“Yes, yes,” said Melbury, in a reverie. He did not take a chair, and she also remained standing. Resting upon his stick, he began: “Mrs. Charmond, I have called upon a more serious matter—at least to me—than tree-throwing. And whatever mistakes I make in my manner of speaking upon it to you, madam, do me the justice to set ’em down to my want of practice, and not to my want of care.”

Mrs. Charmond looked ill at ease. She might have begun to guess his meaning; but apart from that, she had such dread of contact with anything painful, harsh, or even earnest, that his preliminaries alone were enough to distress her. “Yes, what is it?” she said.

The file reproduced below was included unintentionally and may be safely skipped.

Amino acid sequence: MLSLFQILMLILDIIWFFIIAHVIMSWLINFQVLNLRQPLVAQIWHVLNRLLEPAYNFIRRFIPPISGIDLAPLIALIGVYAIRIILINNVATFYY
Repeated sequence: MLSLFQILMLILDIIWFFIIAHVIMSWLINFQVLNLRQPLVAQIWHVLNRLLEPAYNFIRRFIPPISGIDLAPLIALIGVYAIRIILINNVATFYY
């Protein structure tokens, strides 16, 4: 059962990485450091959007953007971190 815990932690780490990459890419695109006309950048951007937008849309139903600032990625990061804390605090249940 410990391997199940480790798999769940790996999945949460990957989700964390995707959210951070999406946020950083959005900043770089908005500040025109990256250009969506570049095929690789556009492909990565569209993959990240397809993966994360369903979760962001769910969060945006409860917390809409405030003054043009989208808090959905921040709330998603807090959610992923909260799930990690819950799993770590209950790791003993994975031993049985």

“I am an old man,” said Melbury, “whom, somewhat late in life, God thought fit to bless with one child, and she a daughter. Her mother was a very dear wife to me, but she was taken away from us when the child was young, and the child became precious as the apple of my eye to me, for she was all I had left to love. For her sake entirely I married as second wife a homespun woman who had been kind as a mother to her. In due time the question of her education came on, and I said, ‘I will educate the maid well, if I live upon bread to do it.’ Of her possible marriage I could not bear to think, for it seemed like a death that she should cleave to another man, and grow to think his house her home rather than mine. But I saw it was the law of nature that this should be, and that it was for the maid’s happiness that she should have a home when I was gone; and I made up my mind without a murmur to help it on for her sake. In my youth I had wronged my dead friend, and to make amends I determined to give her, my most precious possession, to my friend’s son, seeing that they liked each other well. Things came about which made me doubt if it would be for my daughter’s happiness to do this, inasmuch as the young man was poor, and she was delicately reared. Another man came and paid court to her—one her equal in breeding and accomplishments; in every way it seemed to me that he only could give her the home which her training had made a necessity almost. I urged her on, and she married him. But, ma’am, a fatal mistake was at the root of my reckoning. I found that this well-born gentleman I had calculated on so surely was not stanch of heart, and that therein lay a danger of great sorrow for my daughter. Madam, he saw you, and you know the rest....I have come to make no demands—to utter no threats; I have come simply as a father in great grief about this only child, and I beseech you to deal kindly with my daughter, and to do nothing which can turn her husband’s heart away from her forever. Forbid him your presence, ma’am, and speak to him on his duty as one with your power over him well can do, and I am hopeful that the rent between them may be patched up. For it is not as if you would lose by so doing; your course is far higher than the courses of a simple professional man, and the gratitude you would win from me and mine by your kindness is more than I can say.”